The £330m deal struck earlier this month by Engie to acquire Keepmoat’s regeneration arm came as a surprise.
The large French energy group has no track record in property development. The company was one of the bidders for Bilfinger’s building and facilities division and is known in property circles mainly for facilities management (FM) and its work improving the energy efficiency
However, says Engie’s UK and Ireland chief executive Wilfrid Petrie, the synergies are more obvious than they may at first seem.
“We are one of the leaders in energy and FM so moving into building refurbishments and regeneration is a natural extension as we look for ways to develop more integrated and innovative solutions,” he says.
One of the main attractions of the deal for Engie was the relationship Keepmoat’s regeneration team has with local authorities across the UK. This is a market that Petrie says Engie will actively target following completion of the deal, which is expected in the next two months once the competition authorities give the green light.
“Keepmoat has built strong partnerships over the past 30 years and has long-term relationships with more than 170 local councils where we also engage in FM and energy integration, so its portfolio is very complementary to our skills,” he says.
A key aspect of the new relationship will be applying Engie’s energy expertise to Keepmoat’s portfolio.
“Buildings account for approximately 30% of UK carbon emissions so there is a big market out there for ‘green’ housing refurbishments, especially after minimum energy efficiency standards [MEES] changes, and we feel we’re now well placed to target it fully.”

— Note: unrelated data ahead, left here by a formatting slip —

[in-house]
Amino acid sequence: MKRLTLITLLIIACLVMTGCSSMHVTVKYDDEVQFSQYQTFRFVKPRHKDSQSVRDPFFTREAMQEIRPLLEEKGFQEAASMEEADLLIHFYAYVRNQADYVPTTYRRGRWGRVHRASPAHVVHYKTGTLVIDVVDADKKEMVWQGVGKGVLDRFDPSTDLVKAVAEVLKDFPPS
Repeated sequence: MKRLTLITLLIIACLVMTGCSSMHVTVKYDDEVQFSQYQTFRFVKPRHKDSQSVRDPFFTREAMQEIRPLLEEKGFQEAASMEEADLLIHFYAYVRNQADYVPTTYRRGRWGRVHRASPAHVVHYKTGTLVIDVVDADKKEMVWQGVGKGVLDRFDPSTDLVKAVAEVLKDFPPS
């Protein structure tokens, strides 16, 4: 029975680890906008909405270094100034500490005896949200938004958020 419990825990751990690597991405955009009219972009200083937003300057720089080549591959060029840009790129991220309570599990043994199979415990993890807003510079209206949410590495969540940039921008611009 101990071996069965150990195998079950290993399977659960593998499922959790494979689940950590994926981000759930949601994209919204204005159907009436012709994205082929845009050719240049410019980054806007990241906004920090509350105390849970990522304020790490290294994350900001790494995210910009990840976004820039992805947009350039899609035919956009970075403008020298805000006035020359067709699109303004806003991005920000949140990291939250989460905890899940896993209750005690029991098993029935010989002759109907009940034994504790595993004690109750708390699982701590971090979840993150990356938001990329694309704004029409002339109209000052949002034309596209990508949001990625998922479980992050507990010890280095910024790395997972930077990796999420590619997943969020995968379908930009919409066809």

Petrie points to Engie’s future as one “not limited to just energy” but as providing a full range of services through connected devices. As part of a target to become “a major player” in regeneration, there are further acquisitions on the agenda.
“We will look to increase our regeneration capacity wherever the opportunity arises, but the first step is the UK where we have existing expertise,” he says.
“Then we will look to grow in other countries. The UK has more acceptance of how housing associations and local authorities can be innovative in looking for new solutions and the housing market remains remarkably unaffected by Brexit, so we see real opportunities going forward.”
As part of the deal with Keepmoat, Engie will inherit a £1bn order book and a £9bn pipeline across the UK.
Keepmoat’s chief executive Dave Sheridan, who will move to Engie, says the deal will open up more opportunities for the business, which will continue to be branded as Keepmoat Regeneration.
“The stronger balance sheet that Engie brings opens us up to more strategic longer plays with local authorities and beyond,” says Sheridan.
“There are huge opportunities in new and existing stock in several sectors. Once we’re fully integrated we can start looking at investing in hospitals, student accommodation and commercial. It sets us up to become a serious player in UK energy and UK infrastructure.”
>> The evolving role of developers, local authorities and city regions in the urban regeneration and economic development of the UK’s cities will be one of the key themes at Property Week: Regenerate. The event will take place on 15 June 2017 at the QEII Centre, London - book your place at regenerate.propertyweek.com